Challenges for regulators

Whilst Randell calls for “same risk, same regulation”, the reality is that crypto-assets bring a number of novel and significant hurdles to regulators.

As Randell himself recognises, the decentralised way in which crypto-assets are created means that effective regulation depends on firms bringing themselves within reach of the regulator. Whilst the FCA has adopted the measures set out above, at the time of writing over 200 firms were included on its list of firms suspected of carrying out crypto-asset activities whilst unregulated.

Today, crypto-asset services are offered in both a ‘centralised’ and ‘decentralised’ manner. One of the features of decentralised finance (or ‘DeFi’) is the capability for peer to peer transactions which are delivered in the absence of intermediaries. For example, self-hosted wallets allow individuals to make and receive transfers of crypto-assets which do not pass via a middle man capable of being regulated and held accountable (such as a bank or exchange). The approach of the FCA so far, targeting UK-based exchanges, therefore leaves a concerning gap in the regulatory perimeter and a free passage for bad actors seeking to disguise the origins of their funds.

Whilst DeFi remains a relatively small sub-set of the crypto-asset sector today, regulators should take note of its rapid growth and massive scope for innovation. In fact, they already have. In his speech Cunliffe noted his concerns around DeFi, including the possibility that it could become completely decentralised “with no identifiable legal entity, ownership nor even a point of human contact”. He further explained that regulators must work to ensure that the risks arising from DeFi are managed to the same standards as traditional finance. Whilst this should always be the aim, regulators face an uphill battle to achieve this.

An additional challenge arises from the global scope of crypto-asset trading, which means that the regulatory issues described above span beyond the remit of any one regulator or jurisdiction. They demand a coordinated, international regulatory response. Anything short of this effectively allows firms to circumvent regulation at will by relocating their operations to jurisdictions with lower regulatory standards and lower compliance costs.

Further, whilst crypto-assets often represent a volatile and risky investment, they have also shown themselves to be resistant to regulatory shocks. For example, the sharp fall in a number of high profile crypto-assets that followed the Chinese ban on crypto-asset mining and crypto-asset transactions in September was not sustained, suggesting that the fall merely represented ‘buy the dip’ opportunities for wily investors located elsewhere.

The path forwards

Notwithstanding these challenges, the FCA can still play an important role by regulating crypto-assets – recently described by a member of the Financial Policy Committee as the “bedrock of the emerging financial ecosystem”.[8] The measures adopted so far, whilst somewhat limited, are sensible. They aim to promote the UK as a safe and sound place for crypto firms to do business. In fact, stronger regulation may lead some to gravitate towards the UK in order to demonstrate their legitimacy.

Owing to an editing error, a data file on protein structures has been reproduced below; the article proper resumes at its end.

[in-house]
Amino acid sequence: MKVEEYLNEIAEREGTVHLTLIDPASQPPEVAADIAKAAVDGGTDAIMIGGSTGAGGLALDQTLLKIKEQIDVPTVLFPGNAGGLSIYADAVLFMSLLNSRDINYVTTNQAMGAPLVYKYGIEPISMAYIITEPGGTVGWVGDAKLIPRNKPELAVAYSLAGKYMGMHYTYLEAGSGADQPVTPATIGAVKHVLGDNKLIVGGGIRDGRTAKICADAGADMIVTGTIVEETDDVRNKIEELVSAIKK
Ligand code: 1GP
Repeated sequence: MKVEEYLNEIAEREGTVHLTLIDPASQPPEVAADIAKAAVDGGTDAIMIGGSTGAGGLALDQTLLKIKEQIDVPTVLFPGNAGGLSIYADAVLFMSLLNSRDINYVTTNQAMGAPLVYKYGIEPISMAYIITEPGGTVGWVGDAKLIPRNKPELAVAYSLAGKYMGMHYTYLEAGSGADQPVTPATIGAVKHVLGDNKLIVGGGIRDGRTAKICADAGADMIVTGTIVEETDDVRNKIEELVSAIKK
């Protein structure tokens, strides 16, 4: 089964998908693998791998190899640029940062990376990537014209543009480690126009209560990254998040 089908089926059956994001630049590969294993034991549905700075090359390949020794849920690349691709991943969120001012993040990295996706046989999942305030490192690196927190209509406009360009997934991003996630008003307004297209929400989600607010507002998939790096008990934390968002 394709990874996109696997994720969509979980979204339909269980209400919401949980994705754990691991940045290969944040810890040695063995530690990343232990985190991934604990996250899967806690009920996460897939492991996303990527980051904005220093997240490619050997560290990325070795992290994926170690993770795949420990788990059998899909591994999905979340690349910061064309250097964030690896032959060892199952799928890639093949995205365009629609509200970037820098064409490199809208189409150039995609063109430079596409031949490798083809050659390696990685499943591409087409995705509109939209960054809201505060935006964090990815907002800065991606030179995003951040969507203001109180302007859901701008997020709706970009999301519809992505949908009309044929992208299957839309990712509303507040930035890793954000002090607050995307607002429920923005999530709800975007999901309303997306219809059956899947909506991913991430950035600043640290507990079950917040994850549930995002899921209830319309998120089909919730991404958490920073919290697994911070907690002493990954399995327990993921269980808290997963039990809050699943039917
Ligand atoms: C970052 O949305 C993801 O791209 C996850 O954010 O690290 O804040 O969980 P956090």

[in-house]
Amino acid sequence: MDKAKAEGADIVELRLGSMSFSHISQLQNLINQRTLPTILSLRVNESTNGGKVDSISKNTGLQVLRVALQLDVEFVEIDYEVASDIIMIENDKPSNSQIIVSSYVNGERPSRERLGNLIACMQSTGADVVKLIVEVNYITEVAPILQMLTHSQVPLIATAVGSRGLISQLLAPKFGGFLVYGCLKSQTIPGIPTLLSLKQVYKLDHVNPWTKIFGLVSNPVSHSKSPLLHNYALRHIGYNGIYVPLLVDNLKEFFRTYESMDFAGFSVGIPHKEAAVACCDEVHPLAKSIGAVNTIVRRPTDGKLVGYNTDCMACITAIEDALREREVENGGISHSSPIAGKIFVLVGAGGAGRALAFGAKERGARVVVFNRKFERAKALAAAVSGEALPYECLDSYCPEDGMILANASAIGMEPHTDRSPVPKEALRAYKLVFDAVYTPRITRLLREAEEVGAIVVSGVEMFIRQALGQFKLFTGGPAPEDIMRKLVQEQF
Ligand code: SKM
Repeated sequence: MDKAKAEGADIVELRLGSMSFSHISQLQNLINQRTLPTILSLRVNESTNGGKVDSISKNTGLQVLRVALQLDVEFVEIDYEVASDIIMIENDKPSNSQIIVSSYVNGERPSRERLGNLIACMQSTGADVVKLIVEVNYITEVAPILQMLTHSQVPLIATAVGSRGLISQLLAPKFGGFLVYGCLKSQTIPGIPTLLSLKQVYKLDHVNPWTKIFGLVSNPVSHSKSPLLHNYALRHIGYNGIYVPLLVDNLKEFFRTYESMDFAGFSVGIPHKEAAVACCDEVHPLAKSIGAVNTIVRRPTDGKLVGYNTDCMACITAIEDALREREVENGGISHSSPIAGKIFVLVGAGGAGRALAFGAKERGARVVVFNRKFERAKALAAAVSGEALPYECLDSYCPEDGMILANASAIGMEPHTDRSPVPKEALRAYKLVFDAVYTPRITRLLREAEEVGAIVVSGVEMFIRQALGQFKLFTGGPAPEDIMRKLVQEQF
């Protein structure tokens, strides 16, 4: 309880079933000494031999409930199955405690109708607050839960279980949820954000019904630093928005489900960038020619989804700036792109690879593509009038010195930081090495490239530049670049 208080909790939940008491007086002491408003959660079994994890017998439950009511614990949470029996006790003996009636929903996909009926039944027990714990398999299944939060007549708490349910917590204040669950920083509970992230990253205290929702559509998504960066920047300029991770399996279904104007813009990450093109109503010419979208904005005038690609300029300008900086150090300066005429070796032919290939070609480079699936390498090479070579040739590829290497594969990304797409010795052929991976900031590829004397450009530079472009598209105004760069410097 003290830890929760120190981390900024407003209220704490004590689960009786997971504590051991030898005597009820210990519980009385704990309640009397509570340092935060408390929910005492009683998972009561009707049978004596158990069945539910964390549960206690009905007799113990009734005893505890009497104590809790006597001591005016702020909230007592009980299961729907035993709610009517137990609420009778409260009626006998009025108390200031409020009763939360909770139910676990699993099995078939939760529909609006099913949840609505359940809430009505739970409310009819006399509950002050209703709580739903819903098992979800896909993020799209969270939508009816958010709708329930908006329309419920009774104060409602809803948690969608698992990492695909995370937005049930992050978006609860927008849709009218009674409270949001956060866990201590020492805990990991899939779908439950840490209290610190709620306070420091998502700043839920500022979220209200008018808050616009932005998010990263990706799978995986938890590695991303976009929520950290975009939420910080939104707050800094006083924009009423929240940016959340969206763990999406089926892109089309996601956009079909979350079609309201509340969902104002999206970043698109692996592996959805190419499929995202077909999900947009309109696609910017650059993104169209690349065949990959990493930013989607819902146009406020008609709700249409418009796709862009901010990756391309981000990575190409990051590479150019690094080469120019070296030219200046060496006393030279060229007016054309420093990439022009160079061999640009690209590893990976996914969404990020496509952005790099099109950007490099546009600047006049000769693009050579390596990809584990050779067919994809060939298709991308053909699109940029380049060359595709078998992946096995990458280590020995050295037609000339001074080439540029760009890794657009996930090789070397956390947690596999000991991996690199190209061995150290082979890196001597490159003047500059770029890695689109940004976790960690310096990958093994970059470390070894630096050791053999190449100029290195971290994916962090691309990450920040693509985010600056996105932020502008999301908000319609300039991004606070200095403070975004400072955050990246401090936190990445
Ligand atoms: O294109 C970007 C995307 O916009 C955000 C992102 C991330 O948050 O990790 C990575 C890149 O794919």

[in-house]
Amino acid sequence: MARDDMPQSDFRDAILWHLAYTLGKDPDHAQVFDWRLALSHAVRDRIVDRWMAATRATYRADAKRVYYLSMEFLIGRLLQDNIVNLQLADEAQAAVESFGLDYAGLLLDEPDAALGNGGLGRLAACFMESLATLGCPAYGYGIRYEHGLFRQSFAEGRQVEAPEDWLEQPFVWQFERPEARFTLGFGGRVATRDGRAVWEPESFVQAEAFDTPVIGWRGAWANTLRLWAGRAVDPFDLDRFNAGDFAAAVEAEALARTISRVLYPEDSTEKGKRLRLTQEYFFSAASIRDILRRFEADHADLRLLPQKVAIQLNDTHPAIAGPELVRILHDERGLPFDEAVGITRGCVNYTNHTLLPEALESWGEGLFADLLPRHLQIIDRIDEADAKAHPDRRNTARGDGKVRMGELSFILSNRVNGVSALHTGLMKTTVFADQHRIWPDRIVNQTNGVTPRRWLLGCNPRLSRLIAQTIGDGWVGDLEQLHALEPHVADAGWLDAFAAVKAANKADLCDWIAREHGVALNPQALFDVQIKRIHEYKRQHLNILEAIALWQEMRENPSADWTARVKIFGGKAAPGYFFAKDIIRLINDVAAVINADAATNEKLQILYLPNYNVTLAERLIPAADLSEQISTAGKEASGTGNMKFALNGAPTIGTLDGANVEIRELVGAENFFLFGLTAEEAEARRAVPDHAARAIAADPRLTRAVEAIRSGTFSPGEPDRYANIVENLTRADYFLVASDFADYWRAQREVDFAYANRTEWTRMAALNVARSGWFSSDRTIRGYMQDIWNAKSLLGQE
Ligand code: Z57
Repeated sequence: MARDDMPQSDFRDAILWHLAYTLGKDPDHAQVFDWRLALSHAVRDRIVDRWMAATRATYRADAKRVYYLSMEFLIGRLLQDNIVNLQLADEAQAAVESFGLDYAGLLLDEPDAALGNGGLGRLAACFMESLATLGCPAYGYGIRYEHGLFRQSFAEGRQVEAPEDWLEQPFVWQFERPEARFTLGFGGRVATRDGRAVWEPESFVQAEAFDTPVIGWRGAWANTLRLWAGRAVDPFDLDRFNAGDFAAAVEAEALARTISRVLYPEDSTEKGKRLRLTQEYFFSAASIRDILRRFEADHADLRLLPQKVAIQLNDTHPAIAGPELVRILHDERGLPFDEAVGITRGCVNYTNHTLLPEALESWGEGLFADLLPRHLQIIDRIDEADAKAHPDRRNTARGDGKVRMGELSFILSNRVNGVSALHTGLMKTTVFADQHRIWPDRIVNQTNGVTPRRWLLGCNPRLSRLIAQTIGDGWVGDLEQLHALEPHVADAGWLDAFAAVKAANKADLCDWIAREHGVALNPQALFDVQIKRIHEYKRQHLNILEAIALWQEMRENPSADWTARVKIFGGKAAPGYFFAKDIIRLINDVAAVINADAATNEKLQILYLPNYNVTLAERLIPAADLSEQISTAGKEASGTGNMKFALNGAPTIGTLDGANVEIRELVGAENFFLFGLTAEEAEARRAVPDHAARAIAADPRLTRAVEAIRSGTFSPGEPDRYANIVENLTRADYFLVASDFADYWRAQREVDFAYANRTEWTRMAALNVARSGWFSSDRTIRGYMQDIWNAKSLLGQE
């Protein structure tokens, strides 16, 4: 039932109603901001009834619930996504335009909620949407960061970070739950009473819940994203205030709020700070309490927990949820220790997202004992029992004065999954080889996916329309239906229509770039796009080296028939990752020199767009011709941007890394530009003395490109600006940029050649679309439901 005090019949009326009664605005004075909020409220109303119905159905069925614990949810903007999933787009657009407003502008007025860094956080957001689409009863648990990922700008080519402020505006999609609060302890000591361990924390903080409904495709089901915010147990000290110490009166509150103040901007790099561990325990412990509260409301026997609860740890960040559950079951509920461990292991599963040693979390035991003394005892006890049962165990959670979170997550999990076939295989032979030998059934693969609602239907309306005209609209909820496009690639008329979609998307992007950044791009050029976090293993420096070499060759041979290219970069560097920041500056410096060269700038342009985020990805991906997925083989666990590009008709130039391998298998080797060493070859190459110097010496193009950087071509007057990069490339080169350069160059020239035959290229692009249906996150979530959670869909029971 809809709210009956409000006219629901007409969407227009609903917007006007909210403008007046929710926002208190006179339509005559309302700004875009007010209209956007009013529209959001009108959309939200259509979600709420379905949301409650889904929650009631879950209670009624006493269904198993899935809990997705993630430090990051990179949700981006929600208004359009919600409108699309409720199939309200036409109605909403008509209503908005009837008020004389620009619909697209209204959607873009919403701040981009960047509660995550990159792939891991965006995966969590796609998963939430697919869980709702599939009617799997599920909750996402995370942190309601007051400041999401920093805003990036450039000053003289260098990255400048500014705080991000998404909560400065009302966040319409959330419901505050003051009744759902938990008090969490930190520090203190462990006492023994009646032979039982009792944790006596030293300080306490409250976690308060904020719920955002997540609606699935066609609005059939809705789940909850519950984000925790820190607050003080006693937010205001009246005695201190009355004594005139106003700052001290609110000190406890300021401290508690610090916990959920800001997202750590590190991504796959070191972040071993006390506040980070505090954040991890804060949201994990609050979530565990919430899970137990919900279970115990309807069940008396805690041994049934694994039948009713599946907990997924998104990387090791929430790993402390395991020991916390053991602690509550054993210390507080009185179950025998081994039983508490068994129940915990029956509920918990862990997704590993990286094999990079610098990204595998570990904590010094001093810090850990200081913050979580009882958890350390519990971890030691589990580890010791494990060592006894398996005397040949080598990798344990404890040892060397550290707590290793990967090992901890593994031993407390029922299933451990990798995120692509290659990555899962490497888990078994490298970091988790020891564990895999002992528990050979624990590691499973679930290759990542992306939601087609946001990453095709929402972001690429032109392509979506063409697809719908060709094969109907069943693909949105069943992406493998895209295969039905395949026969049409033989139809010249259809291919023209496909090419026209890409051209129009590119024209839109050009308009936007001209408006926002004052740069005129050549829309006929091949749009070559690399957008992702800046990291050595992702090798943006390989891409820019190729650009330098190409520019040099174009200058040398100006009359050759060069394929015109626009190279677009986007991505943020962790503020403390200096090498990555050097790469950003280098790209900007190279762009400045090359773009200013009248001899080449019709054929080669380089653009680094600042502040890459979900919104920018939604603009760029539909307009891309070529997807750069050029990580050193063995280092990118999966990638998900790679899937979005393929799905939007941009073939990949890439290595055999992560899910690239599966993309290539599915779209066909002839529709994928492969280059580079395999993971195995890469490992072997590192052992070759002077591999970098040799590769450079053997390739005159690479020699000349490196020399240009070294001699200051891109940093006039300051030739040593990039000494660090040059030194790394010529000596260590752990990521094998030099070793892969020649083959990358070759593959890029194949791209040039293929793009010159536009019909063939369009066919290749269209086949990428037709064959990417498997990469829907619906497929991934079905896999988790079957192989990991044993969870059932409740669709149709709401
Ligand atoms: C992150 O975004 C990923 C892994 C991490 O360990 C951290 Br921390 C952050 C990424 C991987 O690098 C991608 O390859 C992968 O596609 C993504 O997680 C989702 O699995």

Looking forwards, the case for further action is undeniable. Consumers who invest in crypto-assets remain at risk of significant harm from fraudsters and cybercriminals, which the regulator needs to address. However it must be cognisant of the challenges presented by the sector, including in particular the difficulties of effectively enforcing standards against firms who choose not to comply. For regulation to be enforceable is essential – anything short of this would constitute what Randell fittingly describes as “token regulation”.

What is required is a measured response which mitigates the harms which arise whilst equally promoting sustainable growth of the sector. The FCA will need to deploy other tools in its toolbox to achieve this, for example by driving campaigns to educate consumers of these risks and lobbying online providers to act to prevent the dissemination of misleading advertisements around crypto investing. Improving public awareness and making piecemeal interventions which target the most problematic features of crypto-assets may prove to be the most pragmatic approach.

[1]                 Speech by Charles Randell, ‘The risks of token regulation’ delivered 6 September 2021 (

[2]                 FCA, ‘Research Note: Cryptoasset consumer research 2021’ published 17 June 2021 (

[3]                 FCA, ‘Consumer Investments: Strategy and Feedback Statement’ dated 14 September 2021 (

[4]                 Speech by Jon Cunliffe, ‘Is ‘crypto’ a financial stability risk?’ dated 13 October 2021 (

[5]                 FCA, ‘Temporary Registration Regime extended for cryptoasset businesses’ dated 3 June 2021 (

[6]                 FCA, ‘FCA bans the sale of crypto-derivatives to retail consumers’ dates 6 October 2020 (

[7]                 HM Treasury, ‘Consultation on Amendments to the Money Laundering, Terrorist Financing and Transfer of Funds (Information on the Payer) Regulations 2017 Statutory Instrument 2022’ open from 22 July 2021 to 14 October 2021

[8]                 Speech by Carolyn A Wilkins, ‘Under the western sky: the crypto frontier’ dated 22 November 2021 (